The tent pole structure described by Linda Sue Park during one of her presentations at the Highlights Foundation Workshop, Books that Rise Above, is the focus of part three in this series.
Here's how Linda Sue explained being immediate and providing back story at the same time, a process she describes as the Tent Pole Structure. Begin by placing your finger at the bottom of the tent pole and tracing it to the top. That's the the action and dialogue, the backbone of your story. While proceeding upward go back and forth, leaking your back story in dribs and drabs.The base of the tent pole where you first placed your finger is the middle of your story, the strongest part. That's where your story begins. It's how you hook your reader. Action and dialogue move your story forward. But what does Linda Sue mean by back story?
Find the back story in a conversation Amy and Dan are having in Chapter 1 of Linda Sue's book, The 39 Clues: Storm Warning:
"Jamaica was the last place anyone ever saw or heard of her," Amy said.
She had already researched Ann Bonny online. "So that's where we should
"But--" Dan stopped, trying desperately to think of a way around Amy's
reasoning. She was good at this stuff, at seeing the big picture. He was more
a detail guy, and right now he was very interested in one particular detail
about the Bahamas.
Back story reveals only what is needed. It is intimate and personal. A drib of character description here, a drab of setting there.Woven seamlessly into the action and dialogue in the above excerpt are background, thought, and characterization. A lot of work gets done in few words.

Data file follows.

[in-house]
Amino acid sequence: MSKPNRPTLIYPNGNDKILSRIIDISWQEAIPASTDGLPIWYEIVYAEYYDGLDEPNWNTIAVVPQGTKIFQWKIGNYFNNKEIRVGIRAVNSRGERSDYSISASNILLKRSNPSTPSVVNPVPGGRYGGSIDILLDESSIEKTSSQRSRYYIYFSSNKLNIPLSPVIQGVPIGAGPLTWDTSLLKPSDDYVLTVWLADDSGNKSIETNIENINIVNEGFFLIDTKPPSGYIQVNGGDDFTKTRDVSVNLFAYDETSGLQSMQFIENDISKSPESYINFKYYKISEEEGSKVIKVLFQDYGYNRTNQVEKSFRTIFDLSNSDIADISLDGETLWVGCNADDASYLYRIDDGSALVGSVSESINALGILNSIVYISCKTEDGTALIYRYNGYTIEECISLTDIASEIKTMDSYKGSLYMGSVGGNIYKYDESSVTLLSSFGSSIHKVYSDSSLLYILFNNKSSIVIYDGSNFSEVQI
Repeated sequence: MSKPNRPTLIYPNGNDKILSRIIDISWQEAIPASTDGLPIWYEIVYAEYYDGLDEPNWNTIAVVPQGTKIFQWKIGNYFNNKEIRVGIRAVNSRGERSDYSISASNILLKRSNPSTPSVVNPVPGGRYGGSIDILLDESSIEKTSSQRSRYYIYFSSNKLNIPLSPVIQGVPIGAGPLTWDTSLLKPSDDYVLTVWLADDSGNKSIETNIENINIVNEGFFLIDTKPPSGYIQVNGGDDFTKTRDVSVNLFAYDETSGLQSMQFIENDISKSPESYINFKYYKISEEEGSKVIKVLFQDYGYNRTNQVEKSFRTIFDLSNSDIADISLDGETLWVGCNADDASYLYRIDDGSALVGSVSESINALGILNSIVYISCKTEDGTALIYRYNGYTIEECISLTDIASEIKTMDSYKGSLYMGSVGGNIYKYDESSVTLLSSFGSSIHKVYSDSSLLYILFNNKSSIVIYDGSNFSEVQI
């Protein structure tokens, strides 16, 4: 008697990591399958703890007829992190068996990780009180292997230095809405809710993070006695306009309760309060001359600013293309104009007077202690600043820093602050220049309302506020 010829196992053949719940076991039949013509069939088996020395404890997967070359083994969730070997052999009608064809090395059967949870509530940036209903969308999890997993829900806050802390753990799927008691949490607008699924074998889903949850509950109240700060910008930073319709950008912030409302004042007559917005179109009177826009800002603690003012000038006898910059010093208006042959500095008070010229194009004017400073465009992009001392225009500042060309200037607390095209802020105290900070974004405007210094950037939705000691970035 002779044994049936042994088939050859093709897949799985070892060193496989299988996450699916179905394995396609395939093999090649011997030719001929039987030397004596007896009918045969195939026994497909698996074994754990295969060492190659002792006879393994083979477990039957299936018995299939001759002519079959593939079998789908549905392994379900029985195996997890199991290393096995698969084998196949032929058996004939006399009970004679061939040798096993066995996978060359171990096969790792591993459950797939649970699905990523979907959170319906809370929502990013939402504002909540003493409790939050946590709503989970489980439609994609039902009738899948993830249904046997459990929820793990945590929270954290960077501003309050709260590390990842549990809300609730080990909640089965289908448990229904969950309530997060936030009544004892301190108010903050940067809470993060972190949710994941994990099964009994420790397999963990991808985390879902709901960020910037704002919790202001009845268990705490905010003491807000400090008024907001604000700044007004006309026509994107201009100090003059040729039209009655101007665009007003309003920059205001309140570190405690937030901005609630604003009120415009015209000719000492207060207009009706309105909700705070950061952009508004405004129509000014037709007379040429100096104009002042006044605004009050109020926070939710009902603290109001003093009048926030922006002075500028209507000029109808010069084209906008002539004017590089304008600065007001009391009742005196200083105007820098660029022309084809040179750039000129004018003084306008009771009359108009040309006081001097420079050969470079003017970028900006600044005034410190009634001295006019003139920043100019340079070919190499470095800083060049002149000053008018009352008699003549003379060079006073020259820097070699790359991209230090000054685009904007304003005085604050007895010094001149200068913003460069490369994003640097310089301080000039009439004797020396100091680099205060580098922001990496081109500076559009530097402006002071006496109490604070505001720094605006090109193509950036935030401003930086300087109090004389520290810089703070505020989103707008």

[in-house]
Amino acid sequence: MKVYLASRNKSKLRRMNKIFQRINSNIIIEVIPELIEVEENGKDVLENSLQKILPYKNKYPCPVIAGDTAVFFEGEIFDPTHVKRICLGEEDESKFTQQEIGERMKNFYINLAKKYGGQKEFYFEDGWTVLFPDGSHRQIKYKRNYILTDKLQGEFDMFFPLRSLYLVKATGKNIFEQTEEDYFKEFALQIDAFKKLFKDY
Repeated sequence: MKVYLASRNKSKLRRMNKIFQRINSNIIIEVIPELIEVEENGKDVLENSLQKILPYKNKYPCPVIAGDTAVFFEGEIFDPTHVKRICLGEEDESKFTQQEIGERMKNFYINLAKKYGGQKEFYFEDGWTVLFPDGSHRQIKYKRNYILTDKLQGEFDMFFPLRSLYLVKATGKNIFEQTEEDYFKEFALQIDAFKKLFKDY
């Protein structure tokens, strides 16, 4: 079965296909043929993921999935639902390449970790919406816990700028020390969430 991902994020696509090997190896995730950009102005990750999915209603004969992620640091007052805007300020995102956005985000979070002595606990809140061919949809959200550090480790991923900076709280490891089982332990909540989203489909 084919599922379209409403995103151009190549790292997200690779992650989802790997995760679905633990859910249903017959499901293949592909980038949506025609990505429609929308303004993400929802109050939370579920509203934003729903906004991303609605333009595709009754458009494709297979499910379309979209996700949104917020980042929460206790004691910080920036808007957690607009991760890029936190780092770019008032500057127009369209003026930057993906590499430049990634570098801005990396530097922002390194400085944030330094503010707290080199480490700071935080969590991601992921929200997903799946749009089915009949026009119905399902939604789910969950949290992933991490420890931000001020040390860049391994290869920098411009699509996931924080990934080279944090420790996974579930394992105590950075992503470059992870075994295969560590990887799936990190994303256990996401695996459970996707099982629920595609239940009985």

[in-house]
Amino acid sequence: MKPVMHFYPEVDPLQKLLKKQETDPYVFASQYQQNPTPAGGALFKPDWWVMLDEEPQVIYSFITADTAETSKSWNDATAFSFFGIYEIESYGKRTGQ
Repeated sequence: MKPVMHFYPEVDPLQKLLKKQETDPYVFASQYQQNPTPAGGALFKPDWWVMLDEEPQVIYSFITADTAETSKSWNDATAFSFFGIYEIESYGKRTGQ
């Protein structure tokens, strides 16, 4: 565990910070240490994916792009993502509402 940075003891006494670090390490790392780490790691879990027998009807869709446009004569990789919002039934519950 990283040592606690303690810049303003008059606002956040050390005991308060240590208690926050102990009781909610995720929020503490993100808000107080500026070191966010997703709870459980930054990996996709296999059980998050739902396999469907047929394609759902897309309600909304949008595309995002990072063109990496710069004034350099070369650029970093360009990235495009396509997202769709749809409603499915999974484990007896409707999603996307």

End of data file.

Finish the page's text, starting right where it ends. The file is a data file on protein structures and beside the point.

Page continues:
Parting thoughts: Linda Sue suggested telling your story to your best friend. Get your story down then ground it. Have passion for your story and characters. What I took away: I'd heard this process called "weaving" a story in the past. I understood what that meant but hadn't mastered it. Something clicked for me during Linda Sue's explanation at the workshop. The technique suddenly became clear. I've been applying the tent pole structure ever since.
If you would like to read past posts in this series, please visit:
Part One: Two Ways to Hook and Keep Your Reader
Part Two: Nouns Need to be Concrete and Appear More than Once
For biosketches of Linda Sue Park and Patricia Lee Gauch, please visit:
Next month: Leonard Marcus: Maurice Sendak as Storyteller and Artist
In future posts: A link to the complete list of "Books that Rise Above" will appear at the end of this series.
Sources: Park, Linda Sue. The 39 Clues: Storm Warning. New York: Scholastic Inc., 2010. Print; Photo: U.S. Military Pup Tent; Diagram by author.
Labels: Parts of speech, children's writing workshop, Highlights Foundation, writing, writing tips